Skyhook Wireless Working to Make More Mobile Apps Location-Aware
Executives at Boston’s Skyhook Wireless, which supplies the GPS- and Wi-Fi-based location-finding technology used by dozens of mobile device makers, are convinced that mobile app developers have only begun to explore the uses of location data. To help that process along, they’re about to introduce a software toolkit called “Local Faves” intended to help iPhone app developers add location-based elements where you might not expect them, such as in music, wine, food, or reference apps.
“There are lots of apps that use location already—it’s about 12 percent of the apps in the iTunes App Store—but they are the apps that you would expect, like navigation, travel, weather, news, and social networking check-in apps,” says Kate Imbach, Skyhook’s vice president of marketing. “But we’ve started seeing a lot of interest from developers of apps that aren’t really by nature location-based. We’d talk to the makers of a cooking app and they’d want to be able to add location tags so that users can see the most popular recipes in their area.”
Local Faves—which is really just a few lines of code that developers can embed in their apps—will make it easy to add location functionality, Imbach says. “It could be a bird-watching app that lets you say ‘I saw this bird here,’ or a wine app that lets you say ‘I drank this wine here,'” she says. “Any digital content gets more interesting if you can talk about where you are when you’re accessing it.”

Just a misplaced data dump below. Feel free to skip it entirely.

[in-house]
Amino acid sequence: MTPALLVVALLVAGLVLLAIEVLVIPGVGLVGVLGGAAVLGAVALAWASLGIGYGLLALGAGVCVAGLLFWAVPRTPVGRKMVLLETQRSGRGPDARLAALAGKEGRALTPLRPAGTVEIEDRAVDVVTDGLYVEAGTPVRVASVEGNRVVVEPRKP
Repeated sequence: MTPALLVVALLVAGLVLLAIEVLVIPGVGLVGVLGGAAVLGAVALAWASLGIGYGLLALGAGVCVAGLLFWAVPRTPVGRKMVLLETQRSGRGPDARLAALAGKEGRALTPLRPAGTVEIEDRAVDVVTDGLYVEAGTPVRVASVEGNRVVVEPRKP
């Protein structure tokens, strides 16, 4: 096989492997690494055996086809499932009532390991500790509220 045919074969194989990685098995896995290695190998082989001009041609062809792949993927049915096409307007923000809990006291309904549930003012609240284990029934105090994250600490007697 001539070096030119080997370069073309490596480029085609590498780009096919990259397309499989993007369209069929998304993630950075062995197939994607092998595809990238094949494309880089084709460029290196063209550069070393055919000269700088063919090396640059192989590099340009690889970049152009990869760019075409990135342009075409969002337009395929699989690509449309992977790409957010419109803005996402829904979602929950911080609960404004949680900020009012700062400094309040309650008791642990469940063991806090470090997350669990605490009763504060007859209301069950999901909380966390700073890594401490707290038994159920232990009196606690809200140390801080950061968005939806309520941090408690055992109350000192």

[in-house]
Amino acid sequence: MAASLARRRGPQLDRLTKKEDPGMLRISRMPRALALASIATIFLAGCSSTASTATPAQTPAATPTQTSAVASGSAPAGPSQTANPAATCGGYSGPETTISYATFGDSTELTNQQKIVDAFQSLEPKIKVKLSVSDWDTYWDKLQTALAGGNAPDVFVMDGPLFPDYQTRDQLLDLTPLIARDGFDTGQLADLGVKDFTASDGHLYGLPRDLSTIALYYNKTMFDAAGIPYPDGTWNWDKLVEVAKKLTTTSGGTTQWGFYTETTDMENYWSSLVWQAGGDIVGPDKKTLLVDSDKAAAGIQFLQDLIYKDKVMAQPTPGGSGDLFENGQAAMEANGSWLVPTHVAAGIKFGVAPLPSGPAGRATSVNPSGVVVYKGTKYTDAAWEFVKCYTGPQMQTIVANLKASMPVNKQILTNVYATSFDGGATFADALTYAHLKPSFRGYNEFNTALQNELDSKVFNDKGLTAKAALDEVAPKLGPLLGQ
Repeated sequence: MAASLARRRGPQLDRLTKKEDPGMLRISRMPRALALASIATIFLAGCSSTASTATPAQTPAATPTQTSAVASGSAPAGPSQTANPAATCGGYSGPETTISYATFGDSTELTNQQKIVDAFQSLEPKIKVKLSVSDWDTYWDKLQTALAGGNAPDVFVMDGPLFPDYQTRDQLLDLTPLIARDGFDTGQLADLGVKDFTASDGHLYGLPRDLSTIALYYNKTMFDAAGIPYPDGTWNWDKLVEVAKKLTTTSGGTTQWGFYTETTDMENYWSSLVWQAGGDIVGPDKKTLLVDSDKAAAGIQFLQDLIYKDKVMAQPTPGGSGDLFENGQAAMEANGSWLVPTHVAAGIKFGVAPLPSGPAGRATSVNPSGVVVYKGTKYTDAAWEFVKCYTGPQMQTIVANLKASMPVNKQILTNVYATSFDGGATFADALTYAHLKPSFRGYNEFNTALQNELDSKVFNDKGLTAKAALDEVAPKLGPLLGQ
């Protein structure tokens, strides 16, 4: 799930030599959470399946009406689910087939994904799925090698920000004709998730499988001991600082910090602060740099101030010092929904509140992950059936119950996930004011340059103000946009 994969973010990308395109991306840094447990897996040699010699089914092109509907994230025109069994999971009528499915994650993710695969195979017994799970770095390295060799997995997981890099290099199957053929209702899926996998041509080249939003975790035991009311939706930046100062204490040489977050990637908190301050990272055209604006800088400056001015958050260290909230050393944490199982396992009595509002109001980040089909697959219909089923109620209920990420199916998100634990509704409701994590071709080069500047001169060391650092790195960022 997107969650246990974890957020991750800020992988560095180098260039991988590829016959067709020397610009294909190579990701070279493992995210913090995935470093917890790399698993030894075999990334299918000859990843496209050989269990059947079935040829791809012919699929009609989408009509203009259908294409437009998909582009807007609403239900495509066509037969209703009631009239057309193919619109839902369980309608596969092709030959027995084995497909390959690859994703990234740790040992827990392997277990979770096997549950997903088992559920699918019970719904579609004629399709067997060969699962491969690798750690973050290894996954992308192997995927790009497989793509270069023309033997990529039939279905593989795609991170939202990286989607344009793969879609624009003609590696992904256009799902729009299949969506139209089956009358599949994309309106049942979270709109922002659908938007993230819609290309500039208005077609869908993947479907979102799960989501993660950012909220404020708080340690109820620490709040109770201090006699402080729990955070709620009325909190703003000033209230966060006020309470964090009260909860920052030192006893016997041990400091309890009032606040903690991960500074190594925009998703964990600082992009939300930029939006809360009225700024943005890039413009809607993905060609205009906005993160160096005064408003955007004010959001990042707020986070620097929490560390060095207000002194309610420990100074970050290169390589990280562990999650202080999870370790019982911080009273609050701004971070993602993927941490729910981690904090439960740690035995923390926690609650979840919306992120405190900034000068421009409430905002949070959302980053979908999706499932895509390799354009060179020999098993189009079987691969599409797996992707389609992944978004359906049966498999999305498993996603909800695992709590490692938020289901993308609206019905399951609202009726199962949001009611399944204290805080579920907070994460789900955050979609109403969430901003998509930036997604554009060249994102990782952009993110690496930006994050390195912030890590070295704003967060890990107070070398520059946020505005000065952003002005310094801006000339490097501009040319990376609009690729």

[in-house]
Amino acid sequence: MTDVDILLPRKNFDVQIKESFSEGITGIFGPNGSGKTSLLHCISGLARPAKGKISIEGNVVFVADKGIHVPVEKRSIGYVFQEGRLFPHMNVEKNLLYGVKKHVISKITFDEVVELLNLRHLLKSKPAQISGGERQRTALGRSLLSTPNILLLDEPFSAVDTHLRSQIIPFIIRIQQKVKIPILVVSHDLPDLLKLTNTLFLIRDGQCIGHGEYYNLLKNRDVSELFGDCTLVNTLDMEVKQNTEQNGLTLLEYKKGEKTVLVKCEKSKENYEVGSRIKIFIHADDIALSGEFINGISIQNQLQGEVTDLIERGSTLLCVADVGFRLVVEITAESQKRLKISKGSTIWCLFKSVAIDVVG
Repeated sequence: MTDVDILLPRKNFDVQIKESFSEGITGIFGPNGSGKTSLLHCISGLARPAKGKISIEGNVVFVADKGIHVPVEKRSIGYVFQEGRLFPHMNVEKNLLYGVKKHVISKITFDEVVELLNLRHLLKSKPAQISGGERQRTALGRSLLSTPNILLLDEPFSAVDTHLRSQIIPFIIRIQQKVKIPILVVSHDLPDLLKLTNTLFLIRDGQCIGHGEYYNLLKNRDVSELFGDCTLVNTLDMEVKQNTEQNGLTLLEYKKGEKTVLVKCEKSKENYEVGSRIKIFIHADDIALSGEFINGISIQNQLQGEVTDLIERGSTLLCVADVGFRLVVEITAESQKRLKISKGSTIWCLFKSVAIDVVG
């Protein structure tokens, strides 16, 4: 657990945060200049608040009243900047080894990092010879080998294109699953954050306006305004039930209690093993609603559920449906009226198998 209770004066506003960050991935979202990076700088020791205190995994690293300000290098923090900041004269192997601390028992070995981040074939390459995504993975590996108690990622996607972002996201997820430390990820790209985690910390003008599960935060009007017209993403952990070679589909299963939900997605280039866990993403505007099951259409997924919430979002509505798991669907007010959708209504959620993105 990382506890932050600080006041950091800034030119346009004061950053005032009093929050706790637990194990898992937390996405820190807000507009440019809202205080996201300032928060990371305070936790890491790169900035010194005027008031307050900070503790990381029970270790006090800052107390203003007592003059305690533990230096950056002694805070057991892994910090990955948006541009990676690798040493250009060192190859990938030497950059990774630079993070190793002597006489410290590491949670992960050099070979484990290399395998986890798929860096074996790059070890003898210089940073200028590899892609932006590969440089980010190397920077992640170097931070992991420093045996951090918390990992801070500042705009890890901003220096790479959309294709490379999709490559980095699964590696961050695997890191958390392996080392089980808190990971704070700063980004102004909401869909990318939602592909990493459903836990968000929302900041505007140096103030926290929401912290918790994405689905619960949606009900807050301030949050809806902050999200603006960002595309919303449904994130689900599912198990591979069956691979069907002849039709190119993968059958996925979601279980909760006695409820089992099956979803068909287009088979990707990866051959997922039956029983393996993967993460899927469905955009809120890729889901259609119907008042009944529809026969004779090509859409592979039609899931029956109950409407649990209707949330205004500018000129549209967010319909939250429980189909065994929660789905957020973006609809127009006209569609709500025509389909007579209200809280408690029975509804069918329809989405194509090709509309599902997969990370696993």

Skyhook announced Local Faves this morning at O’Reilly Media’s Where 2.0 conference in San Jose, CA, and plans to release it by mid-April. Where 2.0, launched in 2005, is the country’s largest tech gathering focused on location-based services, which are especially hot this year with the spread of location-aware smartphones and apps that exploit location information, such as Yelp and Foursquare.
The Local Faves code pulls latitude and longitude data from iPhone’s core software, and makes it easier for app developers to use that information. For example, an app incorporating Local Faves might allow users to broadcast their location to social networking services, or tag a piece of information with a location. Those are tricks that developers of navigation- or social-networking-related apps mastered long ago, but they aren’t as familiar to makers of apps where location isn’t core to the experience, Imbach says.
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